Any translation suggests an act of violence, transfer, or change. dictionary definitions of the term “translation,” suggesting changes of form, medium, or use, do not aid in ascertaining with any degree of certainty whether a translation is either wrong or inaccurate. The problem is confounded when the object or text being translated is imperfect in its original form or, allegedly, simply a version – or at best some sort of hybrid – of a lost archetype whose paternity itself is merely putative. When the translated text is dramatic, there is an additional change or transfer from the playtext (the text that undergoes...

    • Aspectual, Performative, and “Foreign” lope / Shakespeare: Staging Capulets & montagues and Peribáñez in English and Romeo and Juliet in “Sicilian”
      (pp. 214-228)

      Jonathan Bate, in the final chapter ofThe Genius of Shakespeare, discerns two laws he believes all of Shakespeare’s plays obey. The first concerns “the aspectuality of truth,” the idea that “ truth is not singular” (327); and the second has to do with “the performative truth of human ‘being,’” radically the notion that “being and acting are indivisible.” “All the world’s a stage /And all the men and women ‘wholly players’” is his reading of the topos (332).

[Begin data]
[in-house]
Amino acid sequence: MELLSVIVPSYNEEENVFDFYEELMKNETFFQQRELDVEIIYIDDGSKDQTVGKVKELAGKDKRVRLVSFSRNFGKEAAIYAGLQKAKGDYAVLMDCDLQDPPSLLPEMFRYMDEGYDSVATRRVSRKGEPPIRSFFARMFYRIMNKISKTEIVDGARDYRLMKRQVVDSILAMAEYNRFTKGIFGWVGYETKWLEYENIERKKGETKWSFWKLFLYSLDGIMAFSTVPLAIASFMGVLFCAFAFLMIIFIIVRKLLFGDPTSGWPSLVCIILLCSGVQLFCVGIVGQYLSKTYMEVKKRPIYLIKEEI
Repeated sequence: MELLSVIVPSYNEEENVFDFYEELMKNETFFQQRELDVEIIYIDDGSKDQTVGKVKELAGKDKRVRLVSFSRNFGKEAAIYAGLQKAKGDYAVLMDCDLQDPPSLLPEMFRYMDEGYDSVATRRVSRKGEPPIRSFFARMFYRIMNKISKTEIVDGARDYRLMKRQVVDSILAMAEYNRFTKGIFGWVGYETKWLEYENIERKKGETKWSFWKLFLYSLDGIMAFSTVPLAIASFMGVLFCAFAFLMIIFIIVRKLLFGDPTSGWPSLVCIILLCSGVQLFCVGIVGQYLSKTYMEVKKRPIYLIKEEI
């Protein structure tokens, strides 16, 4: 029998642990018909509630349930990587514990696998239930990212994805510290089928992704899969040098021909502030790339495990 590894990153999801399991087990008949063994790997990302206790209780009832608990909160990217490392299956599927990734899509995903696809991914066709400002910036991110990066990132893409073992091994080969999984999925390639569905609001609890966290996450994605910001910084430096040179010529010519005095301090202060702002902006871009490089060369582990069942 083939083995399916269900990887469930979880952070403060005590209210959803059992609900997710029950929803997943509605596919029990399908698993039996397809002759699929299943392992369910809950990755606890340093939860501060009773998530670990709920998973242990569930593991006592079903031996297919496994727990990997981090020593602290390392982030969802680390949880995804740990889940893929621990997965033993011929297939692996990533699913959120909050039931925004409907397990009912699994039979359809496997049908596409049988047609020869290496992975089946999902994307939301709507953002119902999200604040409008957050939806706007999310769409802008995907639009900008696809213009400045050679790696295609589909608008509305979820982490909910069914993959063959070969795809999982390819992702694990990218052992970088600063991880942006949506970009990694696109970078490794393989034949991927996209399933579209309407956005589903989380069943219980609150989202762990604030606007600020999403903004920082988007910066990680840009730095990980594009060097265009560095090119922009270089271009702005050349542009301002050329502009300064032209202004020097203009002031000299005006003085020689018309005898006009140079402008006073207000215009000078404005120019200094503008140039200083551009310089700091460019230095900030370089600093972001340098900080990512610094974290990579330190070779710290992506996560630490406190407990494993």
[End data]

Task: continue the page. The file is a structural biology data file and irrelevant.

Aspectuality is a key concept of diverse twentieth-century cultural fields. Albert Einstein recognized it in atomic physics; William Empson in literary...

    • Zayas’s Comic Sense: The First Performance in English of La traición en la amistad
      (pp. 229-239)

      Since its inception in 1975, the Siglo de Oro Spanish drama Festival at the Chamizal National Memorial in El Paso, Texas, has become both a venue forcomediasin translation and for less canonical Golden Age plays. however, until 2003, when director david Pasto and his cast from Oklahoma City University mounted their production of Catherine larson’s translation of María de Zayas’sLa traición en la amistad,entitledFriendship Betrayed,the only other woman dramatist’s work on the Chamizal stage was that of Sor Juana Inés de la Cruz.¹ With this performance Zayas’s comic sense took center stage. Known primarily...

    • María de Zayas’s Friendship Betrayed à la hollywood: Translation, Transculturation, and Production
      (pp. 240-254)

      Every theatre production is a translation. The director must deconstruct and decode a written text and “translate” it into a body of auditory and visual signs that are intelligible to spectators. When the text is the product of a culture different from the spectators’, either because it was produced at a different historical moment or by an author whose frame of reference is alien to the audience’s, issues of transculturation arise. Carl Weber defines “transculturation” as “the deconstruction of a text/code and its wrenching displacement to a ‘historically and socially different situation’ ” (“AC/TC” 35). When the play in question...

    (pp. 255-276)
  11. INDEX
    (pp. 277-295)
  12. Back Matter
    (pp. 296-296)